Playing backup in Jump Blues is as much fun as playing solos.
This is what we're shooting for in playing chords / intervals / riffs, etc.
Click the arrows for an example mp3.
|Robert Jr. Lockwood Style
||Jimmy Vaughan Style
||Rick Holmstrom Style
In the next chapters you'll get the tools to play these type of backups.
We'll start with how chords are built. After that we'll move on to
some hip shaking comping!
Chords are made up of a minimum of three tones. On a guitar, you're a real cool dude if you can figure out a way to play chords with more than six notes, so we'll take six as a maximum.
In most chords, some of the notes are doubled or even tripled.
If you look at an open G major chord, it contains three G's, two B's and one D.
TAB G chord
Those notes are derived from the G major scale
As you can see, a regular G major chord uses note numbers
1, 3 and 5.
Most of the chords we're using in swing and jump blues are (dominant) seventh chords: G7, C7, D7, etc. The notes in these chords come from the mixolydian scale.
TAB G7 chord
G7 contains the notes G, B, D and F.
A G7 chord uses notes nrs. 1, 3, 5 and 7. Do we detect a system here? You bet. You can determine the notes of a chord by looking at the name, finding out which scale the chord comes from and by doing some simple counting.
TAB C9 chord
A C9 chord comes from C mixolydian.
C9 contains 1, 3, 5, 7 and 9 (just keep counting C=8, D=9, E=10, F=11, etc.) or C,E,G,Bb and D
TAB C13 chord
This C13 is played at the 8th fret and contains C, E, G, Bb, D and A.
As you can see we're missing the G in this chord. The reason is convenience plus the chord is getting pretty thick with six notes in it. Leaving the fifth out (in this case the G) doesn't make that much difference to our ear. If you don't need it, dump it or let someone else play it.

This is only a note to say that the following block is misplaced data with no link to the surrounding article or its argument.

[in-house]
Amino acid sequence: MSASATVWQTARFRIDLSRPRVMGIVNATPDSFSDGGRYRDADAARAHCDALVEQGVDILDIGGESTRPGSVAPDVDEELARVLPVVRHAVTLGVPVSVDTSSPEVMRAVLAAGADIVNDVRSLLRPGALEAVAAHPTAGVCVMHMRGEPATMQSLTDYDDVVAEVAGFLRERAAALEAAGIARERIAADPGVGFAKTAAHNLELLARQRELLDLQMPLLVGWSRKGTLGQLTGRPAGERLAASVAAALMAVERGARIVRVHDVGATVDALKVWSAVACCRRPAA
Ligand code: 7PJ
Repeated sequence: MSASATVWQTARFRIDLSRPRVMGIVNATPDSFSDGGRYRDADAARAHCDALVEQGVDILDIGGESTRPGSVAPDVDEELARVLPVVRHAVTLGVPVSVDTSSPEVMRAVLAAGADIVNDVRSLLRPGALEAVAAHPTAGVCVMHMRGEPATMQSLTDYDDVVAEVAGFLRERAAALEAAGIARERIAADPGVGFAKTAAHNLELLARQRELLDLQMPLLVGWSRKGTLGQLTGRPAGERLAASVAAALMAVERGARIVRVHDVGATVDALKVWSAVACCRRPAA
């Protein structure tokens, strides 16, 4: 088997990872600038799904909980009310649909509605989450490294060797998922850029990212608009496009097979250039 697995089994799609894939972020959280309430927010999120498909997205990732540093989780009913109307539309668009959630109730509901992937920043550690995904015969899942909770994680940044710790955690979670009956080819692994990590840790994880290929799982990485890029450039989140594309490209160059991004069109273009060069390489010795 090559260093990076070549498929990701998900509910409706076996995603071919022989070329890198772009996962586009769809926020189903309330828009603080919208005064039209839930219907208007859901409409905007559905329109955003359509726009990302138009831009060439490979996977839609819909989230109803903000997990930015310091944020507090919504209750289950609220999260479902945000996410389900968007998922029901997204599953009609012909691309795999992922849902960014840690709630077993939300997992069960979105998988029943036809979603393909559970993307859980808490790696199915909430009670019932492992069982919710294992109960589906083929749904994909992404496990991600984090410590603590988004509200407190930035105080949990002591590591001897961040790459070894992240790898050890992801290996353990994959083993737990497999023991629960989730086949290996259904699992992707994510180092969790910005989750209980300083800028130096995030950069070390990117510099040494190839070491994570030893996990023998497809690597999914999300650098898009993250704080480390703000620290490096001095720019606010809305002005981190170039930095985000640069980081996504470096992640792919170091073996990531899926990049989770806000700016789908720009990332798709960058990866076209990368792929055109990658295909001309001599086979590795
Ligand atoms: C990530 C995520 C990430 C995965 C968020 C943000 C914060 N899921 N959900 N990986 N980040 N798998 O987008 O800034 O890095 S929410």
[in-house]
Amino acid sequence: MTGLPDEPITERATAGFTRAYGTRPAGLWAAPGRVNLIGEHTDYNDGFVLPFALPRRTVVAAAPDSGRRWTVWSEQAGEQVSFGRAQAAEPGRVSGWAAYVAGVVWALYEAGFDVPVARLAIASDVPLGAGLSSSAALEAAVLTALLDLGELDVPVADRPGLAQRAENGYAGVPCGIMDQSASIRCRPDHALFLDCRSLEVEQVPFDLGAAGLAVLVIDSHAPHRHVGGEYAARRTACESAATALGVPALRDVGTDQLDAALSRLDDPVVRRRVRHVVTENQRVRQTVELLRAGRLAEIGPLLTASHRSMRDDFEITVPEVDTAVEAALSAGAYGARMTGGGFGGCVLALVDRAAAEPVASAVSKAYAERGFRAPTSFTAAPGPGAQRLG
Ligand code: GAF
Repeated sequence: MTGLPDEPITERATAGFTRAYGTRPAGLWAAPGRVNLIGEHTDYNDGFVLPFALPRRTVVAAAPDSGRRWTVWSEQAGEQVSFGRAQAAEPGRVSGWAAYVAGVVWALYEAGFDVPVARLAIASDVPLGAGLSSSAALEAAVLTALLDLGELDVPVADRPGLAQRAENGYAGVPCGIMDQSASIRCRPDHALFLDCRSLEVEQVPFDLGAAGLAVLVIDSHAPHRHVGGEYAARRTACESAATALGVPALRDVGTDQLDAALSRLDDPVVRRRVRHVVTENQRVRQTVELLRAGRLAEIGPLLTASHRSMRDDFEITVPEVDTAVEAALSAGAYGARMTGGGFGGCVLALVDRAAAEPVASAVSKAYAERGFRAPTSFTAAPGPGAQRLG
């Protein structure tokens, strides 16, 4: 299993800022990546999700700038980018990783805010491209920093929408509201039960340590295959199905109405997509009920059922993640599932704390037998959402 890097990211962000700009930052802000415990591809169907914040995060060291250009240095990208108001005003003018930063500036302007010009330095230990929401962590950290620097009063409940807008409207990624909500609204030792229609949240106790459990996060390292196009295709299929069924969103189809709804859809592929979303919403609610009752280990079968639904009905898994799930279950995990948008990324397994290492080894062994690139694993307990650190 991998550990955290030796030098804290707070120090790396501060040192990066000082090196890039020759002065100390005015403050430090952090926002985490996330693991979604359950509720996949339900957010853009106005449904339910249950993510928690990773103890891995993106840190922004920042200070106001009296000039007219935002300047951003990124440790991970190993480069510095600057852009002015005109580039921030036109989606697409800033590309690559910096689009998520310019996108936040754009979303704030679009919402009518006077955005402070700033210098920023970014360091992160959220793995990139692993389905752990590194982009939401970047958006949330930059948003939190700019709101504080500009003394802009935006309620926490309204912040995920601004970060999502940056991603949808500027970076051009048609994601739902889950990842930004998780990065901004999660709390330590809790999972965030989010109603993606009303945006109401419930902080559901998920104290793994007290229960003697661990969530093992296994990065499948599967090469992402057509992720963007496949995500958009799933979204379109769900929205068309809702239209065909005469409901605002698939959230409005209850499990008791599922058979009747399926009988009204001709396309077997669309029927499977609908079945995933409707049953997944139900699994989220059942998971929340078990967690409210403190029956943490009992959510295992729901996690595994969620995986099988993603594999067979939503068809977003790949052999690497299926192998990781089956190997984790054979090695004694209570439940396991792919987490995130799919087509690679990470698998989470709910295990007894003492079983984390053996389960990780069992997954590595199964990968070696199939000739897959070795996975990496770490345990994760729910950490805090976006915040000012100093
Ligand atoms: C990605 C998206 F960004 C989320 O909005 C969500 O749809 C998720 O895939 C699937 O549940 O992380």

Our last chord example is a minor chord. Minor chords can be derived from their minor scales. Am7 can be derived from A aeolian minor:
|2||1||2||2||1||2||2||nr. of frets up|
As we've already seen, the formula for the minor scale is 2,1,2,2,1,2,2.
Minor chords are formed exactly the same way as major chords. Take nrs. 1, 3, 5 and 7 of the scale and you have your chord.
TAB Am7 chord
Am7 has an A, C, E and G notes. Some of them are also doubled.
The essence of Blues
But how to use all this stuff?
Let's get back to what blues is. Blues is tension and release, call and response, one man singin' about his suffering and people dancin' to it. It's a story to listen to, to react to.
All these elements have found their way into the music.
You might have noticed that although we are playing major
chords (meaning G7 and not Gm7), we're playing a BLUES SCALE on top of it; a
This contradiction is exactly what blues is all about. The tension that is created by playing major chords with a minor scale makes for the 'blue' sound.
Especially the major third of the chord G7 against a minor
third in a melody sounds blue.
By bending these notes you can produce even more tension.
The fact that the blues scale only uses five notes (plus
the flat 5) gives it a sharp edge.
This is because the space between some of the notes in the scale is bigger than in a regular minor or major scale. These scales contain seven notes.
A blues scale can be used to solo over all three chords.
Using the mixolydian scale will give you some more note options
and make the sound a little milder and smoother.
If you mix it up with the blues scale, this gives you the best of both worlds.
Conclusion: Scales and Chords
Music is nothing like maths or geography. Don't try to grab this all at once. It is not and will never be part of any SAT test. The quicker you learn this stuff, the faster you'll forget it. All this theory takes time to sink in.
Try all of the examples, chords, riffs, horn lines, etc and pick up what you like. Once you start playing, check your brain at the door and try to get into the feel. Blues is about feeling and emotion, first and foremost.
Only if you get to the point of asking, "but why does it
work this way?" you can come back to this chapter and then you'll find some
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